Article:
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ACTION • Say Their Names

On 9 February 2020, the Alarm Phone received a call from a boat in distress with 91 people on board just off the coast of Lybia. They received the gps coordinates and passed them on to rescue services from Italy and Malta and of course insisted on search and rescue. However the 91 people were not rescued and no one has heard from them since.

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On the 17th of February 2020, the Alarm Phone sent an open letter to RCC Malta, MRCC Italy, authorities in Libya, Frontex, UNHCR, IOM, Moonbird and Aita Mari in order to request information about the potential shipwreck of a rubber boat with 91 people on board. The Alarm Phone have not received any reaction or information from relevant state and EU authorities.


In contrast to this institutional silence, several relatives and friends of the missing have been in regular contact with the Alarm Phone. They have collected several testimonies from friends and relatives, including names and pictures of the missing people, who all embarked on a black rubber boat in Garabulli, Libya, on the night between 8 and 9 of February 2020.

Posters through the city
Alarm Phone wants to draw attention to this horrible event with a confronting poster campaign. They want to denounce the continuing deadly situation in the Mediterranean and the continued inactivity and silence of the authorities. The posters feature pictures and names of the missing people, a QR code that can be scanned for more information on the subject as well as family testimonies. The posters are distributed by various action groups in the Netherlands, in different cities in public spaces. In addition, Alarm Phone makes a video in which activists mention the names of the missing people and in which they demand answers from the authorities.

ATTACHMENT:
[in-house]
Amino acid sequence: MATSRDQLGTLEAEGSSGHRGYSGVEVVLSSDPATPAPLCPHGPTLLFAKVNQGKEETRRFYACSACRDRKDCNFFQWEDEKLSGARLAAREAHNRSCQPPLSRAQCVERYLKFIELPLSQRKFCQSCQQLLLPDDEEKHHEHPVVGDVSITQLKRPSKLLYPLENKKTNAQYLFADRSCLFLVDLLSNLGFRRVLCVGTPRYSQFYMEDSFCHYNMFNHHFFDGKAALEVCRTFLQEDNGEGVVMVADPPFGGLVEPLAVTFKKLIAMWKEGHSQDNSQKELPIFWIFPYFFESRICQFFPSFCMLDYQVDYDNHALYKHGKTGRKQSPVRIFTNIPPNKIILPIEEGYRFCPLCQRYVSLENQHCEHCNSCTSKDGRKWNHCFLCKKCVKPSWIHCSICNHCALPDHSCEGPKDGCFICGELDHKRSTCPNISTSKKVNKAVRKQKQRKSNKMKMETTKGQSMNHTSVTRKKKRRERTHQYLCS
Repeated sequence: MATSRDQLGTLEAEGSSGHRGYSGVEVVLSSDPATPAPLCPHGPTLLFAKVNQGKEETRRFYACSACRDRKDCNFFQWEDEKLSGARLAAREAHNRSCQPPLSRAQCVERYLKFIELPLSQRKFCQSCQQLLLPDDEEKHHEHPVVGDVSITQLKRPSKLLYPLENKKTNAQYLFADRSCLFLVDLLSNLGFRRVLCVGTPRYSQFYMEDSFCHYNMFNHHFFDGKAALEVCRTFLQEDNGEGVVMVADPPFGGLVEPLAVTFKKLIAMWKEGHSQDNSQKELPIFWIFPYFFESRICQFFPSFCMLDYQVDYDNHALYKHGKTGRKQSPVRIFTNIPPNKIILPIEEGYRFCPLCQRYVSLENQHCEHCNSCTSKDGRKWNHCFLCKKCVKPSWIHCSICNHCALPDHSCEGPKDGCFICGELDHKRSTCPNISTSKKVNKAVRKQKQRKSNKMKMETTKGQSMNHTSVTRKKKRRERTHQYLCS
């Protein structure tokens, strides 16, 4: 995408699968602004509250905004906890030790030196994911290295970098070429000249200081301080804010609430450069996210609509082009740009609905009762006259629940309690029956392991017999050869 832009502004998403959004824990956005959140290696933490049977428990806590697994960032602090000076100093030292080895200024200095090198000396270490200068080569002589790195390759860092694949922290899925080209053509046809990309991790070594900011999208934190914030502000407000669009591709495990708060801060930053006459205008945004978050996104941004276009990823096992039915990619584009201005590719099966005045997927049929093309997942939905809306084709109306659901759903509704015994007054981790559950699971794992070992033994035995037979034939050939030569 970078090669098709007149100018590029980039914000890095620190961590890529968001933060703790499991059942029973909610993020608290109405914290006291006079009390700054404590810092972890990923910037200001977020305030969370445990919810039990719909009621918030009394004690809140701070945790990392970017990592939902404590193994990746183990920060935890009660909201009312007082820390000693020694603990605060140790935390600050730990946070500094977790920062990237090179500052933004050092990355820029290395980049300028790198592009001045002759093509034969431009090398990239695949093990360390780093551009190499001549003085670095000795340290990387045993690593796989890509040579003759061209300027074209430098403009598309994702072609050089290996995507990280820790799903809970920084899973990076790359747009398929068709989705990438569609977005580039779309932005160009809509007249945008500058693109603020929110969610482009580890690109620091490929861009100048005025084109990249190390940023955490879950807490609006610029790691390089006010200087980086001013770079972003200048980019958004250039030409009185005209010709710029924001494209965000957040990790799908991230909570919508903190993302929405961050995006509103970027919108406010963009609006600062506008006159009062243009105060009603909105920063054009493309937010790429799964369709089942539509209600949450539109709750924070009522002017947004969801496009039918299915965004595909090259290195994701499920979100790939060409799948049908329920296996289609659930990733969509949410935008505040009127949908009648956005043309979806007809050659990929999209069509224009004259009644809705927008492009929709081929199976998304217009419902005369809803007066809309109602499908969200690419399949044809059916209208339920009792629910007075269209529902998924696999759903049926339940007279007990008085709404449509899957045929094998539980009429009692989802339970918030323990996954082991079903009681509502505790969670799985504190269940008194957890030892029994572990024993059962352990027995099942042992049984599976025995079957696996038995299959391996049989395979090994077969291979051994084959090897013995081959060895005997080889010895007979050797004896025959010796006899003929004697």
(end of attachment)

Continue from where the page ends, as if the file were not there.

Watch The Med Alarm Phone was initiated in October 2014 by activist networks and civil society actors in Europe and Northern Africa. The project established a self-organized hotline for refugees in distress in the Mediterranean Sea. Their main objective is to offer boat people in distress an additional option to make their SOS noticeable. The Alarm Phone documents the situation, informs the coastguards, and, when necessary, mobilises additional rescue support in real-time. This way, they can, at least to a certain extent, put pressure on the responsible rescue entities to avert push- backs and other forms of human rights violations against refugees and migrants at sea.

On February 9 this year, the victims and their families were commemorated. In solidarity with all refugees worldwide. #BordersKill

Read more about Watch The Med Alarm Phone on their website.